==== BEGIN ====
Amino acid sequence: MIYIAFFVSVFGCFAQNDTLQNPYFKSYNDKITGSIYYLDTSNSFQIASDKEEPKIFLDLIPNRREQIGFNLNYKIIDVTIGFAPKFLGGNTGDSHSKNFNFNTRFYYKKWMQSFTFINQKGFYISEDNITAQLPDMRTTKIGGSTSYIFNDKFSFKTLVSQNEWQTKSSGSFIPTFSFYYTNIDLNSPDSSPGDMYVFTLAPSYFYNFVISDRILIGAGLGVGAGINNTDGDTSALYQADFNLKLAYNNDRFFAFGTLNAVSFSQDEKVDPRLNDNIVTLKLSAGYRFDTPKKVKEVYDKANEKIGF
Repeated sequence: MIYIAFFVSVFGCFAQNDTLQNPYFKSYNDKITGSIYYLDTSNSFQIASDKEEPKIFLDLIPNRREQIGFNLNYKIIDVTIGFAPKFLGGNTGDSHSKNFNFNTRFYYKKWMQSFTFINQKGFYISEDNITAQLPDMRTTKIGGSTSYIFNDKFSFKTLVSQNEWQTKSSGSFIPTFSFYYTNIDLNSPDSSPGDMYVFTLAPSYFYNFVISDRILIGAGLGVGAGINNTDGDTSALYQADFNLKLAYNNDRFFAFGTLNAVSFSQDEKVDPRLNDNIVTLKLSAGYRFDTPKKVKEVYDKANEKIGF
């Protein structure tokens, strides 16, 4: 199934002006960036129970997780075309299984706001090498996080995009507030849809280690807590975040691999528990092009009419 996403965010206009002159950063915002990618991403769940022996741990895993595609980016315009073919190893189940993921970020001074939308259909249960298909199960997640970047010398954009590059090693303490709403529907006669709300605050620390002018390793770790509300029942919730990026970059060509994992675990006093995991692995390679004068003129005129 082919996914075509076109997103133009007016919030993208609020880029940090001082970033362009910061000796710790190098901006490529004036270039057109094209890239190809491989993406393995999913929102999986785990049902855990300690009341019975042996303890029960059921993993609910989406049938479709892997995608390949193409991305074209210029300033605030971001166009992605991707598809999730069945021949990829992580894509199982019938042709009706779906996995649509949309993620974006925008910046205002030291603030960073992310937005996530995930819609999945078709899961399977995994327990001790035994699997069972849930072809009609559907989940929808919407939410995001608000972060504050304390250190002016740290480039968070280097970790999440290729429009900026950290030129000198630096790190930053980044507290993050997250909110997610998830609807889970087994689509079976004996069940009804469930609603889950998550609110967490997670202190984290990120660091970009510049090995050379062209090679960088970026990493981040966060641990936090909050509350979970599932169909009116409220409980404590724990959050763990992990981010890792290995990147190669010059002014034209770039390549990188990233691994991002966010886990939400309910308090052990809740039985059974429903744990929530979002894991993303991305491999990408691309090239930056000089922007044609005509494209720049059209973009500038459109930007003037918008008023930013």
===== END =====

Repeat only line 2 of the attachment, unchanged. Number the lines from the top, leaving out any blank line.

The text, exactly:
Repeated sequence: MIYIAFFVSVFGCFAQNDTLQNPYFKSYNDKITGSIYYLDTSNSFQIASDKEEPKIFLDLIPNRREQIGFNLNYKIIDVTIGFAPKFLGGNTGDSHSKNFNFNTRFYYKKWMQSFTFINQKGFYISEDNITAQLPDMRTTKIGGSTSYIFNDKFSFKTLVSQNEWQTKSSGSFIPTFSFYYTNIDLNSPDSSPGDMYVFTLAPSYFYNFVISDRILIGAGLGVGAGINNTDGDTSALYQADFNLKLAYNNDRFFAFGTLNAVSFSQDEKVDPRLNDNIVTLKLSAGYRFDTPKKVKEVYDKANEKIGF